" . . . the manager of the gas company put his arm around my shoulder and he said, "Mr. Mayor! Somebody could get killed in this thing." The "thing" was the early moments of the flood. It was an understatement. The crew, Mr. George Miller, and I watched a car float down Rapid Creek from just below the State Fish Hatchery and crash into the bridge above Canyon Lake. Minutes later, the bridge failed and the car and debris floated into Canyon Lake . . ."

" . . . The radio and TV interrupted their programming, issued (Mayor Barnett's recorded flood) warning, and ran it almost continuously for about 30 minutes. The engineer also called the other radio stations and asked them to . . . run the warning non-stop. The stations cooperated.   Unfortunately, about 35  minutes after my first warning, the TV station and radio stations lost their electrical power and went "off the air." They did not broadcast again until the next morning . . ."

" . . . Of course, during every hour of the crisis, Sheriff Glen Best and his deputies worked closely with the police and volunteers in the rural areas surrounding the city to search for survivors and deliver the victims to the funeral homes. It was an on-going process for many, many days. Glen and his force worked in the city and county and provided great service . . ."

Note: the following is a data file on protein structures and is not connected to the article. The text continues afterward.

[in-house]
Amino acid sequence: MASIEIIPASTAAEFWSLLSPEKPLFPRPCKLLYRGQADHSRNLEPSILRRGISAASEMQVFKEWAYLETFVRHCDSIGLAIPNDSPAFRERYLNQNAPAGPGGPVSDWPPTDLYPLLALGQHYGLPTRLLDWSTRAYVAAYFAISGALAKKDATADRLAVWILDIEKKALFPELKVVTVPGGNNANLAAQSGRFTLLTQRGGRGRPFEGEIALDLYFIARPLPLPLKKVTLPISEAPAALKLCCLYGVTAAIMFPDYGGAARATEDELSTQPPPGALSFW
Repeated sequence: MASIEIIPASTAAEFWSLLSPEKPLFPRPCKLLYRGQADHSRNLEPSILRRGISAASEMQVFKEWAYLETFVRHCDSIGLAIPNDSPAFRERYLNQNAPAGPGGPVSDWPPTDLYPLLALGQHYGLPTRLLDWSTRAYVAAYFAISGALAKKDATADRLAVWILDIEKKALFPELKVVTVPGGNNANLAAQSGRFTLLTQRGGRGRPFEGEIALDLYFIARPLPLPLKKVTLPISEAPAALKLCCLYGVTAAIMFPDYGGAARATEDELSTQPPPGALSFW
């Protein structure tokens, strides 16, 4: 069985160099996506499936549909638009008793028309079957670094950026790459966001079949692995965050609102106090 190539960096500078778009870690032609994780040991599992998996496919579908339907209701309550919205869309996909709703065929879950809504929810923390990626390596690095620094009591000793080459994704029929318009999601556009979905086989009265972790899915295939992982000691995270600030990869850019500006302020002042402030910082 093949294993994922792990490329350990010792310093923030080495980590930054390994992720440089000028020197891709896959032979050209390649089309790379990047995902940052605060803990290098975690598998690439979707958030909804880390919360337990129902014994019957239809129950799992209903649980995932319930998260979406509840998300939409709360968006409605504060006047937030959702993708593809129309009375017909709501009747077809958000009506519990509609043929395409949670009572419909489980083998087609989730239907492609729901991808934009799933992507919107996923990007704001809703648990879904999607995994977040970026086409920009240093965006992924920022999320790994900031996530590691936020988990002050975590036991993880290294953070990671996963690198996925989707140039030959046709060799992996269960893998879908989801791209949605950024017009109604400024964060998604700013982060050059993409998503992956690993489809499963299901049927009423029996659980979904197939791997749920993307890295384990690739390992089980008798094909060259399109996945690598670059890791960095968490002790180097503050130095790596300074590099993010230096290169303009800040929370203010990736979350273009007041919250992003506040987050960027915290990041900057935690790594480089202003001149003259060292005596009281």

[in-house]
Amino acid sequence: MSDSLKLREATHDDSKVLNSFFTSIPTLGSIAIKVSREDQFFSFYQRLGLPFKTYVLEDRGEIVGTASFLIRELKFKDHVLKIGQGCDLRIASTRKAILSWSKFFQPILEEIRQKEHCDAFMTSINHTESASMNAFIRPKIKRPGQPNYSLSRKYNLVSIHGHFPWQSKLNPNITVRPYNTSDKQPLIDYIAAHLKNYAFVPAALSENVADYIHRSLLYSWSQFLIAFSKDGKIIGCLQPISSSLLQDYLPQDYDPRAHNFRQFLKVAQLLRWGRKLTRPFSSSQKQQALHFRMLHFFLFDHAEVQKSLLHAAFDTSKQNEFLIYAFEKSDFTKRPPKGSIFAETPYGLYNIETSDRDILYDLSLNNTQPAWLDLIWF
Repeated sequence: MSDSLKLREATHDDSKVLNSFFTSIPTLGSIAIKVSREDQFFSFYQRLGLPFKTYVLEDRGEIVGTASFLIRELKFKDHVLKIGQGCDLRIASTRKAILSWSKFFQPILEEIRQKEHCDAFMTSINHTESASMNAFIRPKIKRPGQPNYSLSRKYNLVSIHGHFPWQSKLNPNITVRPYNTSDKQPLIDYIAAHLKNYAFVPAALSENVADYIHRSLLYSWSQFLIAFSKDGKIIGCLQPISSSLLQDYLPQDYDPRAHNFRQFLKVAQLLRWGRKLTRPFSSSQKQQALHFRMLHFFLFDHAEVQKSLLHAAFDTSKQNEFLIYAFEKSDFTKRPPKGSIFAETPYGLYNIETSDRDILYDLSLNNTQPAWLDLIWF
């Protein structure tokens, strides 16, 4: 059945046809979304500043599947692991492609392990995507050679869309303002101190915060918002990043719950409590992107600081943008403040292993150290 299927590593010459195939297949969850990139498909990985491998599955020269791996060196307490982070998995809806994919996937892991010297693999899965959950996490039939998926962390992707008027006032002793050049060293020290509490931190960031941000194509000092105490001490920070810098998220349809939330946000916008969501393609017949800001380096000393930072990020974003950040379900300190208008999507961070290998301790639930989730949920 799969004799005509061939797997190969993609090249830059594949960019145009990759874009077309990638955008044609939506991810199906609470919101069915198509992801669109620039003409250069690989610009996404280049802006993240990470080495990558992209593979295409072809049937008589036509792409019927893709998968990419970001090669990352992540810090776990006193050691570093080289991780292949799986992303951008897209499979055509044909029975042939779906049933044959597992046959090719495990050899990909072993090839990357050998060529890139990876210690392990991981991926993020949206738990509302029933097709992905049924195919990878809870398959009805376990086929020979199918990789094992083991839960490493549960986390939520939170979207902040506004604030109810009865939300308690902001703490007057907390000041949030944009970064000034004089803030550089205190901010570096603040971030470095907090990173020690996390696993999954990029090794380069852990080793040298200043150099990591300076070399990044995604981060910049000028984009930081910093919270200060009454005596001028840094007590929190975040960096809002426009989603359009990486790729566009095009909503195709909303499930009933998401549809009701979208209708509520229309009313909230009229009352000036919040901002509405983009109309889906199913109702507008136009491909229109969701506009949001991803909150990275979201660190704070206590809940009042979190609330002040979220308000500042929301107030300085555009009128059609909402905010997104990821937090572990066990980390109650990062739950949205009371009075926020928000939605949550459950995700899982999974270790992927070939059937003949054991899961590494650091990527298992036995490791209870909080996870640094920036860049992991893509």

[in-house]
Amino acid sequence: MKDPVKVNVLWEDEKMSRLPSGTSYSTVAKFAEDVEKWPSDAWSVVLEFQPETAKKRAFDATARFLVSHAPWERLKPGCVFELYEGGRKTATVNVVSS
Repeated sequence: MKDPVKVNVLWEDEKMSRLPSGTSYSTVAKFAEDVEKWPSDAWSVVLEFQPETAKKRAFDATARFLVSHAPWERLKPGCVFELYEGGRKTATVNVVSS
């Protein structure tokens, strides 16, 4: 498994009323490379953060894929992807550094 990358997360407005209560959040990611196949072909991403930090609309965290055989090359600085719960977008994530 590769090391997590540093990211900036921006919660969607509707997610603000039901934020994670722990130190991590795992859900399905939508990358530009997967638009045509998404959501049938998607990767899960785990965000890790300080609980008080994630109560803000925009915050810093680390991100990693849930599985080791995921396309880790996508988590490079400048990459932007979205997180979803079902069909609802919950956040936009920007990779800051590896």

" . . . I was with one crew on the east side of town near Roosevelt Park. The firemen and several men from the South Dakota National Guard were using ropes and ladders to save the folks from the raging (and very cold) waters. These courageous actions saved dozens of victims from the flooding waters that also contained debris, parts of homes, mobile homes, and other materials that clogged the bridges. The diverted waters roared into neighborhoods far distant from the creek. Many bridges broke apart. The roar of the noise can only be compared to a terrible train wreck . . ."

" . . . I stopped at the courthouse about 7:00 (am) after I was able to drive the city car from the north side of the creek over a partially destroyed bridge to the south side of the creek. The look on the faces of the folks who were reporting missing family members is still framed in my memory. They feared the absolute worst but were praying for miracles. Many broke down in the temporary offices with worry and fear. Words cannot define this fear and suffering . . . "

Read the full text of Mayor Barnett's remarks (.pdf/144kb)
The full text article can be read with Acrobat Reader. If you do not have this program, it can be downloaded for free from Adobe.